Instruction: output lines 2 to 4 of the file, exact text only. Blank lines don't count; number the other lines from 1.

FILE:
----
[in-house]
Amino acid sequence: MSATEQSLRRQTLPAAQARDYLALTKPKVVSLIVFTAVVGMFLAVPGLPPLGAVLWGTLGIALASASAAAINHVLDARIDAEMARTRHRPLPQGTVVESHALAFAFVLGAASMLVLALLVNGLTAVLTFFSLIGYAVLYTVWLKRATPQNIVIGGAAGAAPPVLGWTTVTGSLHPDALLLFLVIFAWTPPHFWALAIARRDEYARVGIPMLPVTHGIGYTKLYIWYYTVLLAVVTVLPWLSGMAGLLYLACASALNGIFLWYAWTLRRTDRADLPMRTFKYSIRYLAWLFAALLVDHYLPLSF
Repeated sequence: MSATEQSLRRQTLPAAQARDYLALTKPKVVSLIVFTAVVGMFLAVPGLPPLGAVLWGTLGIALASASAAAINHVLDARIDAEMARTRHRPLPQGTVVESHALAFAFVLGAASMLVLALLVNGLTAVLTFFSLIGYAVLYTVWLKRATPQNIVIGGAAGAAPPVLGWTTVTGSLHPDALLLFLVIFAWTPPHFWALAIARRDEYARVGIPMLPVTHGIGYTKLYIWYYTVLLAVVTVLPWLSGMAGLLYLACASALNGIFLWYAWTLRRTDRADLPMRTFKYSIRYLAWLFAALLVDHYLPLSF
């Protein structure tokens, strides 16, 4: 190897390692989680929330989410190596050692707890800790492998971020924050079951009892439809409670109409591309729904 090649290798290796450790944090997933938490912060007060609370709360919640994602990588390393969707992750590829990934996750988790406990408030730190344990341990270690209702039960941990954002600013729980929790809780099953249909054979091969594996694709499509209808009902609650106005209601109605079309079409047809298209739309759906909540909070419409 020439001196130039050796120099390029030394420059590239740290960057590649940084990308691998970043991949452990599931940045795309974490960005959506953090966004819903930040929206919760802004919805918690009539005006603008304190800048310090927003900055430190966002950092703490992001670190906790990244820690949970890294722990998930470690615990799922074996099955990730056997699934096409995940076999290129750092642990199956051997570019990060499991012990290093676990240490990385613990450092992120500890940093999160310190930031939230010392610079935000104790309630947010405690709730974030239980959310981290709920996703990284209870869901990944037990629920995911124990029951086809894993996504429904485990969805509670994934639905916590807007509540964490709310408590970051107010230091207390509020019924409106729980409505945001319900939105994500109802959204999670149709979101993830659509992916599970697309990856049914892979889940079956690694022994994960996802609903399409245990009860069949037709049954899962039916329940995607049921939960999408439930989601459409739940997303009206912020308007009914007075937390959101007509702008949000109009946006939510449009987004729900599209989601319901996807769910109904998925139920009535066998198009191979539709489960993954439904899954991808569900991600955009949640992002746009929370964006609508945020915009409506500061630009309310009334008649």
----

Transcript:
Amino acid sequence: MSATEQSLRRQTLPAAQARDYLALTKPKVVSLIVFTAVVGMFLAVPGLPPLGAVLWGTLGIALASASAAAINHVLDARIDAEMARTRHRPLPQGTVVESHALAFAFVLGAASMLVLALLVNGLTAVLTFFSLIGYAVLYTVWLKRATPQNIVIGGAAGAAPPVLGWTTVTGSLHPDALLLFLVIFAWTPPHFWALAIARRDEYARVGIPMLPVTHGIGYTKLYIWYYTVLLAVVTVLPWLSGMAGLLYLACASALNGIFLWYAWTLRRTDRADLPMRTFKYSIRYLAWLFAALLVDHYLPLSF
Repeated sequence: MSATEQSLRRQTLPAAQARDYLALTKPKVVSLIVFTAVVGMFLAVPGLPPLGAVLWGTLGIALASASAAAINHVLDARIDAEMARTRHRPLPQGTVVESHALAFAFVLGAASMLVLALLVNGLTAVLTFFSLIGYAVLYTVWLKRATPQNIVIGGAAGAAPPVLGWTTVTGSLHPDALLLFLVIFAWTPPHFWALAIARRDEYARVGIPMLPVTHGIGYTKLYIWYYTVLLAVVTVLPWLSGMAGLLYLACASALNGIFLWYAWTLRRTDRADLPMRTFKYSIRYLAWLFAALLVDHYLPLSF
């Protein structure tokens, strides 16, 4: 190897390692989680929330989410190596050692707890800790492998971020924050079951009892439809409670109409591309729904 090649290798290796450790944090997933938490912060007060609370709360919640994602990588390393969707992750590829990934996750988790406990408030730190344990341990270690209702039960941990954002600013729980929790809780099953249909054979091969594996694709499509209808009902609650106005209601109605079309079409047809298209739309759906909540909070419409 020439001196130039050796120099390029030394420059590239740290960057590649940084990308691998970043991949452990599931940045795309974490960005959506953090966004819903930040929206919760802004919805918690009539005006603008304190800048310090927003900055430190966002950092703490992001670190906790990244820690949970890294722990998930470690615990799922074996099955990730056997699934096409995940076999290129750092642990199956051997570019990060499991012990290093676990240490990385613990450092992120500890940093999160310190930031939230010392610079935000104790309630947010405690709730974030239980959310981290709920996703990284209870869901990944037990629920995911124990029951086809894993996504429904485990969805509670994934639905916590807007509540964490709310408590970051107010230091207390509020019924409106729980409505945001319900939105994500109802959204999670149709979101993830659509992916599970697309990856049914892979889940079956690694022994994960996802609903399409245990009860069949037709049954899962039916329940995607049921939960999408439930989601459409739940997303009206912020308007009914007075937390959101007509702008949000109009946006939510449009987004729900599209989601319901996807769910109904998925139920009535066998198009191979539709489960993954439904899954991808569900991600955009949640992002746009929370964006609508945020915009409506500061630009309310009334008649």